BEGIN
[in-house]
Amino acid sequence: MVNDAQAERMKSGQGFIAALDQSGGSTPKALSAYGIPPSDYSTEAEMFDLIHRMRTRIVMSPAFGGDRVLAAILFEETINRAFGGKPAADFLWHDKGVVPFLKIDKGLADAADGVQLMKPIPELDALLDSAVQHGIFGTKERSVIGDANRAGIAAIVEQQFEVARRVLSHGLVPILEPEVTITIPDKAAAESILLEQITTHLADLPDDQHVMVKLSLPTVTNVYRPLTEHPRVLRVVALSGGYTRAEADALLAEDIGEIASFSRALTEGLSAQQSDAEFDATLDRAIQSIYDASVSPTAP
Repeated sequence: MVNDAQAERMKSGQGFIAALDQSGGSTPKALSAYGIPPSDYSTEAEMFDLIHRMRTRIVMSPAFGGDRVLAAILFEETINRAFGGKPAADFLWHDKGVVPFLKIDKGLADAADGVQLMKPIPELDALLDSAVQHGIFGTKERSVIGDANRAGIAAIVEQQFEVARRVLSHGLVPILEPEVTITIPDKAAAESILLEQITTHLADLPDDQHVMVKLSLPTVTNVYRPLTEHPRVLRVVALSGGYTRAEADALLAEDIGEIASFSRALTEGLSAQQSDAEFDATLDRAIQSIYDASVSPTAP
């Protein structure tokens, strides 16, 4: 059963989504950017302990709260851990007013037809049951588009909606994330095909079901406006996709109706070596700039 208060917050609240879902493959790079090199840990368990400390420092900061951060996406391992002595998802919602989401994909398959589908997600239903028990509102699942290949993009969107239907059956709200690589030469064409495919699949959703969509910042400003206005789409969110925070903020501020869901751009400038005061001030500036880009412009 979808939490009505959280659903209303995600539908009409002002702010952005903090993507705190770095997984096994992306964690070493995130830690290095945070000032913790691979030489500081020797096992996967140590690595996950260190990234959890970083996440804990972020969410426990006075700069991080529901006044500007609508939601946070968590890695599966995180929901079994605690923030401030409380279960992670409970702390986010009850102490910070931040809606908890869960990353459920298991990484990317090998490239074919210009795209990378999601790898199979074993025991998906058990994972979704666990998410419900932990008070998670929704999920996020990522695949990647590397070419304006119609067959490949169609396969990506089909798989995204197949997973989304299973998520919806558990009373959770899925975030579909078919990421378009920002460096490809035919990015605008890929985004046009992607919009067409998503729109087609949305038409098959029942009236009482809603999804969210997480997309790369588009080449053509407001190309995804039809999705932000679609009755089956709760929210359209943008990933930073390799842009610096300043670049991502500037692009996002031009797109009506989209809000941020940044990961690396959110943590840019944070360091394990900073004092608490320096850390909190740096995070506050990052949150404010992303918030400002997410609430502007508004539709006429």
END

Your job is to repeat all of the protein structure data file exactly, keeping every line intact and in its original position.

[in-house]
Amino acid sequence: MVNDAQAERMKSGQGFIAALDQSGGSTPKALSAYGIPPSDYSTEAEMFDLIHRMRTRIVMSPAFGGDRVLAAILFEETINRAFGGKPAADFLWHDKGVVPFLKIDKGLADAADGVQLMKPIPELDALLDSAVQHGIFGTKERSVIGDANRAGIAAIVEQQFEVARRVLSHGLVPILEPEVTITIPDKAAAESILLEQITTHLADLPDDQHVMVKLSLPTVTNVYRPLTEHPRVLRVVALSGGYTRAEADALLAEDIGEIASFSRALTEGLSAQQSDAEFDATLDRAIQSIYDASVSPTAP
Repeated sequence: MVNDAQAERMKSGQGFIAALDQSGGSTPKALSAYGIPPSDYSTEAEMFDLIHRMRTRIVMSPAFGGDRVLAAILFEETINRAFGGKPAADFLWHDKGVVPFLKIDKGLADAADGVQLMKPIPELDALLDSAVQHGIFGTKERSVIGDANRAGIAAIVEQQFEVARRVLSHGLVPILEPEVTITIPDKAAAESILLEQITTHLADLPDDQHVMVKLSLPTVTNVYRPLTEHPRVLRVVALSGGYTRAEADALLAEDIGEIASFSRALTEGLSAQQSDAEFDATLDRAIQSIYDASVSPTAP
């Protein structure tokens, strides 16, 4: 059963989504950017302990709260851990007013037809049951588009909606994330095909079901406006996709109706070596700039 208060917050609240879902493959790079090199840990368990400390420092900061951060996406391992002595998802919602989401994909398959589908997600239903028990509102699942290949993009969107239907059956709200690589030469064409495919699949959703969509910042400003206005789409969110925070903020501020869901751009400038005061001030500036880009412009 979808939490009505959280659903209303995600539908009409002002702010952005903090993507705190770095997984096994992306964690070493995130830690290095945070000032913790691979030489500081020797096992996967140590690595996950260190990234959890970083996440804990972020969410426990006075700069991080529901006044500007609508939601946070968590890695599966995180929901079994605690923030401030409380279960992670409970702390986010009850102490910070931040809606908890869960990353459920298991990484990317090998490239074919210009795209990378999601790898199979074993025991998906058990994972979704666990998410419900932990008070998670929704999920996020990522695949990647590397070419304006119609067959490949169609396969990506089909798989995204197949997973989304299973998520919806558990009373959770899925975030579909078919990421378009920002460096490809035919990015605008890929985004046009992607919009067409998503729109087609949305038409098959029942009236009482809603999804969210997480997309790369588009080449053509407001190309995804039809999705932000679609009755089956709760929210359209943008990933930073390799842009610096300043670049991502500037692009996002031009797109009506989209809000941020940044990961690396959110943590840019944070360091394990900073004092608490320096850390909190740096995070506050990052949150404010992303918030400002997410609430502007508004539709006429």